The tuelft day of Julie, the yeir of God one thowsand four hundred and fourtie and four, John Earle of Southerland (immediate superior) entered Alexander Southerland vnto the lands of the barony of Thoroboll, vpon the presenting of a resignation, which had been formerlie made by Nicolas Southerland, of the saids lands, in favors of his sone Henry, (the father of the said Alexander), into the hands of Robert Earle of Southerland, at Pontefract castell in Yorkshire in England, as is set doun at lairge in the said precept of clare constat.
     In this Earle of Southerland his dayes, the yeir of God one thowsand four hundred fourtie-and-six, or (as others write) one thowsand four hundred fourtie and nyne yeirs, Sir Alexander Gordon of Huntlie and Strathbogie, (the sone of Alexander Seatoun and Elizabeth Gordon) wes created Earle of Huntlie by King James the Second; at the same tyme George Leslie wes maid Erle of Rothesse.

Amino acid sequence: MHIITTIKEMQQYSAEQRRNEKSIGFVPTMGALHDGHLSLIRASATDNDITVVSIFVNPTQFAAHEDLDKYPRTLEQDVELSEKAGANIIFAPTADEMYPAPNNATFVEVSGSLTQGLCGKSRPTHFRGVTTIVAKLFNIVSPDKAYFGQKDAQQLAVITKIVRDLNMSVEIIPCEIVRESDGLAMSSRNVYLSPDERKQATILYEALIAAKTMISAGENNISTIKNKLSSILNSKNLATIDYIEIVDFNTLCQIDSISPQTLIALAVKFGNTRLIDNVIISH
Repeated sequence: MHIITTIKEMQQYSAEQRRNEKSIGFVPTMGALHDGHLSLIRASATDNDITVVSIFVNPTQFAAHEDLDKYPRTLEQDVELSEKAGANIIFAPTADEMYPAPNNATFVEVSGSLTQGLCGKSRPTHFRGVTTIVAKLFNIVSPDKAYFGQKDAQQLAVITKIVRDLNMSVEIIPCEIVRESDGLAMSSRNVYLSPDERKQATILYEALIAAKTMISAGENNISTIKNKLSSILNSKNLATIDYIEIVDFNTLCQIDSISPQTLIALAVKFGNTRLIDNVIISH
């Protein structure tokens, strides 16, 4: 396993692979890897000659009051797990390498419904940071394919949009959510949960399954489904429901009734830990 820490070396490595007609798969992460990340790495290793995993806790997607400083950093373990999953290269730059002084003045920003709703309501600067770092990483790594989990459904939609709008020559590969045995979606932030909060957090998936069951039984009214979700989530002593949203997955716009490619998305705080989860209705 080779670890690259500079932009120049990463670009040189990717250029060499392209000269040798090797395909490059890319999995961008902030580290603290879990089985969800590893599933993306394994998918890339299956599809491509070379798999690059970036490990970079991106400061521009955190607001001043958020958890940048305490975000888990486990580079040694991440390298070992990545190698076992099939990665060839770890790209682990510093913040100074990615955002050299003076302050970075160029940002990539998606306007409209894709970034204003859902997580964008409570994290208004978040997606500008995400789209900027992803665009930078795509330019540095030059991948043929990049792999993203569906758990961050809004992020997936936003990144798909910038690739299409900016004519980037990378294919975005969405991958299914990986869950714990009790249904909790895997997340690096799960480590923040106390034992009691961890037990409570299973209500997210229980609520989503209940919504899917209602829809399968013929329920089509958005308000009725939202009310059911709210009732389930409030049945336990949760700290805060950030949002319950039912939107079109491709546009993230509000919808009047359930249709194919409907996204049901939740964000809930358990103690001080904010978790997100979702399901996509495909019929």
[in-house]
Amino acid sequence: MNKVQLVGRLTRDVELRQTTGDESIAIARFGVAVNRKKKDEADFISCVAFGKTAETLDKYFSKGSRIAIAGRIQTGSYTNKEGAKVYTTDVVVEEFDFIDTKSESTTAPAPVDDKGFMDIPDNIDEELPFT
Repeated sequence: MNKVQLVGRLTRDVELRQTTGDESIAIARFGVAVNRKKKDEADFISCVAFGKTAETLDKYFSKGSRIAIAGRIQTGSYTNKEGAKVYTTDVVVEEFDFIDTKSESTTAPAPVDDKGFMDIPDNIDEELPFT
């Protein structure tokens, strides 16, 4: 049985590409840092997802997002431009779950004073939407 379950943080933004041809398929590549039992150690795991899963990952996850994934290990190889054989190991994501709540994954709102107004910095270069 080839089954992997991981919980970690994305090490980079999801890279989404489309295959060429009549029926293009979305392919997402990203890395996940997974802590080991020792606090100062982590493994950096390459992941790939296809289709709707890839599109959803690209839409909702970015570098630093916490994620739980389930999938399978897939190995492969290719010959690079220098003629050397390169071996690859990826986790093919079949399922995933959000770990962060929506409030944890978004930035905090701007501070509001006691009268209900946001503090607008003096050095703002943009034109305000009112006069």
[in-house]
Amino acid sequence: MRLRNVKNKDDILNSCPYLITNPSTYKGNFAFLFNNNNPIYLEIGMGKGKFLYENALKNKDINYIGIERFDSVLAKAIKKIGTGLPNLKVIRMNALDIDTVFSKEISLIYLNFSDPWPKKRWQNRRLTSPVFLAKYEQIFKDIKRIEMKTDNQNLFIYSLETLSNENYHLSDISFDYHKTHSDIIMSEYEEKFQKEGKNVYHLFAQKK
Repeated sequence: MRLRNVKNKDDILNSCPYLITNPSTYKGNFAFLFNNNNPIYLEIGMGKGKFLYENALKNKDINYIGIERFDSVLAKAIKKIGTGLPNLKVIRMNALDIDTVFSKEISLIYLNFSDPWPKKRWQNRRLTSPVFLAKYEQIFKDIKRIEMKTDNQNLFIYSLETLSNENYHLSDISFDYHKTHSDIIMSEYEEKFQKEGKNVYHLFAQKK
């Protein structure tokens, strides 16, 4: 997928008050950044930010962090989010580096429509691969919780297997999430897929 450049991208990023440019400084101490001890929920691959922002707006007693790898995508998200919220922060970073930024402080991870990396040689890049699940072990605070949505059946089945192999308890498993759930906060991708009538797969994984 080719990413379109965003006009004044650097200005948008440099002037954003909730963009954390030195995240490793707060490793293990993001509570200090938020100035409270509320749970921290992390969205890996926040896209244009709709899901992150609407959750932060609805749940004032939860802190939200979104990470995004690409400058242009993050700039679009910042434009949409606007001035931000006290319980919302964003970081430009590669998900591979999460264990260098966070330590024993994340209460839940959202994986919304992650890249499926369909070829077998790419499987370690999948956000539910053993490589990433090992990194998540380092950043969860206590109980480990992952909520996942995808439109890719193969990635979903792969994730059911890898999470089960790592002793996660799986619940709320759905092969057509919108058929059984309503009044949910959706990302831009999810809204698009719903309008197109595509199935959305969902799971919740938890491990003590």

The yeir of God one thowsand four hundred fourtie-and-six, (or, as some write, one thowsand four hundred fourtie-and-fyve yeirs) the conflict of Arbroth wes foughtin by the Lindsayes and the Ogilvies, upon this occasion: The Master of Crawfoord, that is, the Erle of Crawfoord his eldest sone, (for so the Scots doe call the eldest sone, or nixt ayre of any erle or lord) wes baillie of Arbroth, whereof he had now acquyred the possession; which government Sir Alexander Ogilvie of Inverquharitie (tutor ot JOhn Lord Ogilvie of Airly) did clame, as justlie apperteyning to his nevoy and pupill John Lord Ogilvie, whose right he would manteyne, being assisted by the churchmen of that abbey. Bot the Mr of Crawfoord, (set on thereto by the Earle of Douglas) being vnwilling to losse his possession, he conveines a number of his friends, and possess himselff with the abbay of Arbroth, thereby to defend with strong hand which he culd not doe by law. At this verie tyme, Alexander Erle of Huntlie, (sayet Leslæus) being then returned from court towards the north, and lying the night preceding in Sir Alexander Ogilvie his hous at Innerquharitie, joyned himselff with the Ogilvies, and took their pairt; ane ancient custome (sayeth Leslæus) among the Scottishmen, that wheresoever they happen to ludge, they defend ther hosts from all hurt, evin to the shedding of ther blood, and lossing of ther lyves from them issueid bee, so long as ther meat is vndigested in ther stomaks. Sir Alexander Ogilvie, vnderstanding what the Mr of Crawfoord had done, he, together with the Earle of Huntlie, doe invade the abay of Arbroth. Which tumult being reported to the Earle of Crawfoord, then lying at Dundie, he maks speid to Arbroth to assist his sone; and haveing arryved ther, he finds both the hosts, (as it wer) to tak vp the mater, he wes slain; which so incensed the Mr of Crawfoord, and his surname, (the Lindsayes) that they presentlie joyned battell, and invaded ther enemies with great furie and violence. After a hard conflict, with great slaughter on either syd, Sir Alexander Ogilvie wes taken, and careid to Phinewen, wher he died shortlie therefter of his wounds receaved in this battell. The Earle of Huntlie retired into the north, haveing losed John Forbes of Pitsligo, with some others, in that conflict.